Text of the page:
Original Toshikata (1866 - 1908) Japanese Woodblock Print
Beauty in an Iris Garden Kuchi-e Print
The Kuchi-e Tradition - Kuchi-e prints are woodblock frontispiece illustrations used in the publication of Japanese novels and magazines around the turn of the 20th century. Most kuchi-e prints were illustrations of bijin and continued the tradition of idealized beauties in Japanese art. The subjects, however, have a decidedly Meiji era feel about them and reflect the artistic movement towards more western design. Kuchi-e prints typcially have one or two vertical folds, because of their insertion in a magazine or book as an illustrative print.
Much interest has been generated in the subject since the publication in 2000 of Helen Merritt and Nanako Yamada's groundbreaking book, "Woodblock Kuchi-e Prints: Reflections of Meiji Culture." Kuchi-e prints have become highly sought after and collected by the serious collector.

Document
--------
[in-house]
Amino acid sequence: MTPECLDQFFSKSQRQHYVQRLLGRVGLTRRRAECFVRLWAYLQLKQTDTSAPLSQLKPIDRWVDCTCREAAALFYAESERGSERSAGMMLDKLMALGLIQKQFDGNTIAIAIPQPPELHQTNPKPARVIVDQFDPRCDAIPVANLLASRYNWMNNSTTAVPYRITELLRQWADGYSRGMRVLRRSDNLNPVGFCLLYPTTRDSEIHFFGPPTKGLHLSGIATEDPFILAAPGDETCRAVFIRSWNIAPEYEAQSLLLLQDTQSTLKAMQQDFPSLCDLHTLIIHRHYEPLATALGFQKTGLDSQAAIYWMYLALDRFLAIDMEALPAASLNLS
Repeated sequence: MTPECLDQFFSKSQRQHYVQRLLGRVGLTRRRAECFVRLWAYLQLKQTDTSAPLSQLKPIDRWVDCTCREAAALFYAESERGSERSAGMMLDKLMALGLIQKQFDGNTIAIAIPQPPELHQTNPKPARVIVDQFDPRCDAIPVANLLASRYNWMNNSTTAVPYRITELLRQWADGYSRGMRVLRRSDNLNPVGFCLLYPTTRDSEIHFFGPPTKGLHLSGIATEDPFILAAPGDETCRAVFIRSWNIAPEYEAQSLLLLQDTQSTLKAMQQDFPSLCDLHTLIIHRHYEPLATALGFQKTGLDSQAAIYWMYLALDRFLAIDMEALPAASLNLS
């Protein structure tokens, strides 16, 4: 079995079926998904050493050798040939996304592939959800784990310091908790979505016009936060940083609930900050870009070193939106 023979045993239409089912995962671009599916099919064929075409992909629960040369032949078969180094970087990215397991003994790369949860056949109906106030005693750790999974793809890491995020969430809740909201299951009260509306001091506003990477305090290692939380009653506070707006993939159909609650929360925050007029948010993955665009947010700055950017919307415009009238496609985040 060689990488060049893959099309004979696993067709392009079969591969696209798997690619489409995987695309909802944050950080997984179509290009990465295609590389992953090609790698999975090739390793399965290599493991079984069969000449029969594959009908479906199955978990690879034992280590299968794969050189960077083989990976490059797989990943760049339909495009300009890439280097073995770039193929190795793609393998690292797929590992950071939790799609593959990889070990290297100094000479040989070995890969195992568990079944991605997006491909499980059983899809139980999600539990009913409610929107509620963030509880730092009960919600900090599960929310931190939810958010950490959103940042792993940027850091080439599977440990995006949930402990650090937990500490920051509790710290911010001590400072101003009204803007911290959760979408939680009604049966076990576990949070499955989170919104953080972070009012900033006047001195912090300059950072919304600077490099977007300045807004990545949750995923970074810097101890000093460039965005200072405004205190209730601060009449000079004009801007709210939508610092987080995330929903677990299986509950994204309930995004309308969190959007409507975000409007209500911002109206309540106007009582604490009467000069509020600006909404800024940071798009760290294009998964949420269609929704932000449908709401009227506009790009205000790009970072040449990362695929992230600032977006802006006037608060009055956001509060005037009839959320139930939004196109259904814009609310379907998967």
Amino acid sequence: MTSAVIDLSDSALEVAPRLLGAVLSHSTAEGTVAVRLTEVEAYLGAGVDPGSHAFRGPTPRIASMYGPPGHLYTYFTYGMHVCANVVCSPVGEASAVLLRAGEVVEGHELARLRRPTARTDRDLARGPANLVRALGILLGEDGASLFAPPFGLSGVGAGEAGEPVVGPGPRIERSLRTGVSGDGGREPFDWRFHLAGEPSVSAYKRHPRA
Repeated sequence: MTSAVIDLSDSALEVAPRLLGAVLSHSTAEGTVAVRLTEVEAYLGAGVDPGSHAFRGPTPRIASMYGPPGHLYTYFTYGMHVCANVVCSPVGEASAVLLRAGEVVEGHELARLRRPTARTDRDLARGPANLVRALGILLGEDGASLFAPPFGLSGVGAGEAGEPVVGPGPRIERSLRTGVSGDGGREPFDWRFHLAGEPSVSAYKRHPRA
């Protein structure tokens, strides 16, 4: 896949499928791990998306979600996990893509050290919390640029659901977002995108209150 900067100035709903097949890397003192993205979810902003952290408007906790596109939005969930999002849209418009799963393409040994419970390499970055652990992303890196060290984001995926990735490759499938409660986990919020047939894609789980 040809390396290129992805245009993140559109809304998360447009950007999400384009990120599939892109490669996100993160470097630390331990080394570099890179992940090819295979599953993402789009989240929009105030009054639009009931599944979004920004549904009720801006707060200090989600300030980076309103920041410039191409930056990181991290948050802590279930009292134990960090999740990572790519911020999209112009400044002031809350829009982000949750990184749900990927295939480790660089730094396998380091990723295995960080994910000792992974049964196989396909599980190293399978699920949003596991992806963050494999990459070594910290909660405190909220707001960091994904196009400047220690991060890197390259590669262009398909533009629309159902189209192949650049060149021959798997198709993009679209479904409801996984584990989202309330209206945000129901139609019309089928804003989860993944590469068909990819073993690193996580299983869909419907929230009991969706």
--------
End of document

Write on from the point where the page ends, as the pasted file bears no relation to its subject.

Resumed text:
Comments - Lovely kuchi-e illustration of a beauty at a tea stand in an iris garden. She rests one hand against a wooden pillar as she looks out over the garden, the water's edge framed by slender green leaves and delicate purple and blue irises. She wears a blue striped kimono tied with an orange obi patterned with silver mica that has oxidized to a darker tone, her long sleeve tucked up under one arm. Beautifully detailed with burnishing on the hair, and fine line work. An attractive subject.
Artist - Toshikata (1866 - 1908)
Image Size - 8 1/2" x 11 3/4" + margins as shown
Condition - This print with excellent color and detail as shown. Vertical folds. Stitching holes at right edge, repaired. Slight soiling at edge, a few creases. Please see photos for details.